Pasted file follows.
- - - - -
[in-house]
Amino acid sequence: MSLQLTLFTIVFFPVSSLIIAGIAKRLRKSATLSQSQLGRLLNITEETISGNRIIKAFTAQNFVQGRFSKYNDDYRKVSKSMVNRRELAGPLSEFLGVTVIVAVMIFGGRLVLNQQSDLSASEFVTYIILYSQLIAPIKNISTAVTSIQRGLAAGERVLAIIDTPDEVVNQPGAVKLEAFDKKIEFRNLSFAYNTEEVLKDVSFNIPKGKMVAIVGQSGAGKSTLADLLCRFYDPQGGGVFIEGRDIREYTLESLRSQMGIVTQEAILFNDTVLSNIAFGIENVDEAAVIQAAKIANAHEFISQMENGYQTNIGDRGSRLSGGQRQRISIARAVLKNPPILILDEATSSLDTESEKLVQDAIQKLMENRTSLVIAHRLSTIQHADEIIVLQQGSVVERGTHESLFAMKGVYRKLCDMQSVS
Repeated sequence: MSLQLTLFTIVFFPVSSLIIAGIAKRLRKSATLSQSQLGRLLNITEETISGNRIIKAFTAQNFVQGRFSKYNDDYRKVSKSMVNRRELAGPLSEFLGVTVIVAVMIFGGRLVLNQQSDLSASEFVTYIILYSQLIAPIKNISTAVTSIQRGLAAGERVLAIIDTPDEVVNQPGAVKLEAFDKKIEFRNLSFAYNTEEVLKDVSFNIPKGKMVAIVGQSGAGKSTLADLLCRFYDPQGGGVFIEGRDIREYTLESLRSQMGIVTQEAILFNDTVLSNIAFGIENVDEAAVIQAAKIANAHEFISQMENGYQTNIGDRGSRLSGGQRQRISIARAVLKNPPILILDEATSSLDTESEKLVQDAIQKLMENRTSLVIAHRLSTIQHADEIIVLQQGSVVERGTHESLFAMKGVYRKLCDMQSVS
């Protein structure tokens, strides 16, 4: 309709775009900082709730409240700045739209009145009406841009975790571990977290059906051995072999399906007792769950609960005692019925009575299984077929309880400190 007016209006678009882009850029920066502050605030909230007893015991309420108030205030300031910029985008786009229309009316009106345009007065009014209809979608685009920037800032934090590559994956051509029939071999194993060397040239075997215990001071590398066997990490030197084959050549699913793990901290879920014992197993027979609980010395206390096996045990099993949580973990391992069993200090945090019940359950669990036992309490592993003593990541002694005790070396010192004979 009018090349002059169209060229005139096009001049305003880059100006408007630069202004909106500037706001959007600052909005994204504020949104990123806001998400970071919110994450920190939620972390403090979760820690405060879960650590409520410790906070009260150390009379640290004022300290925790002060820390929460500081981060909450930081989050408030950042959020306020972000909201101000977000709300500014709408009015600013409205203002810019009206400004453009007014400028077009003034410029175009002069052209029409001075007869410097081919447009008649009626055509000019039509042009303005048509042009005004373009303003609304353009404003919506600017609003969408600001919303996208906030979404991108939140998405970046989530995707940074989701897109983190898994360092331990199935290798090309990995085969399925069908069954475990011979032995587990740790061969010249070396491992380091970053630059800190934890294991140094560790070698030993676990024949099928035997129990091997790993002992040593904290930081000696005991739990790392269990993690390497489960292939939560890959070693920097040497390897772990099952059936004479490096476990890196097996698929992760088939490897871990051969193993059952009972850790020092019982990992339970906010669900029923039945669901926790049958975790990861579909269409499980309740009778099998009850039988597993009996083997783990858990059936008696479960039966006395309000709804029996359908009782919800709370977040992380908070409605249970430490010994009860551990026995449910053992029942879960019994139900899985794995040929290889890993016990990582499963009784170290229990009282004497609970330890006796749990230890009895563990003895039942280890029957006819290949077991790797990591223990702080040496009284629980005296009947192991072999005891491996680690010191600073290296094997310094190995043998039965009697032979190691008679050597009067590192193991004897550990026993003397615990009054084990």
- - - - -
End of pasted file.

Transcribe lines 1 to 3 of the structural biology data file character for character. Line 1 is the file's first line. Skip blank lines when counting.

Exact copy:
[in-house]
Amino acid sequence: MSLQLTLFTIVFFPVSSLIIAGIAKRLRKSATLSQSQLGRLLNITEETISGNRIIKAFTAQNFVQGRFSKYNDDYRKVSKSMVNRRELAGPLSEFLGVTVIVAVMIFGGRLVLNQQSDLSASEFVTYIILYSQLIAPIKNISTAVTSIQRGLAAGERVLAIIDTPDEVVNQPGAVKLEAFDKKIEFRNLSFAYNTEEVLKDVSFNIPKGKMVAIVGQSGAGKSTLADLLCRFYDPQGGGVFIEGRDIREYTLESLRSQMGIVTQEAILFNDTVLSNIAFGIENVDEAAVIQAAKIANAHEFISQMENGYQTNIGDRGSRLSGGQRQRISIARAVLKNPPILILDEATSSLDTESEKLVQDAIQKLMENRTSLVIAHRLSTIQHADEIIVLQQGSVVERGTHESLFAMKGVYRKLCDMQSVS
Repeated sequence: MSLQLTLFTIVFFPVSSLIIAGIAKRLRKSATLSQSQLGRLLNITEETISGNRIIKAFTAQNFVQGRFSKYNDDYRKVSKSMVNRRELAGPLSEFLGVTVIVAVMIFGGRLVLNQQSDLSASEFVTYIILYSQLIAPIKNISTAVTSIQRGLAAGERVLAIIDTPDEVVNQPGAVKLEAFDKKIEFRNLSFAYNTEEVLKDVSFNIPKGKMVAIVGQSGAGKSTLADLLCRFYDPQGGGVFIEGRDIREYTLESLRSQMGIVTQEAILFNDTVLSNIAFGIENVDEAAVIQAAKIANAHEFISQMENGYQTNIGDRGSRLSGGQRQRISIARAVLKNPPILILDEATSSLDTESEKLVQDAIQKLMENRTSLVIAHRLSTIQHADEIIVLQQGSVVERGTHESLFAMKGVYRKLCDMQSVS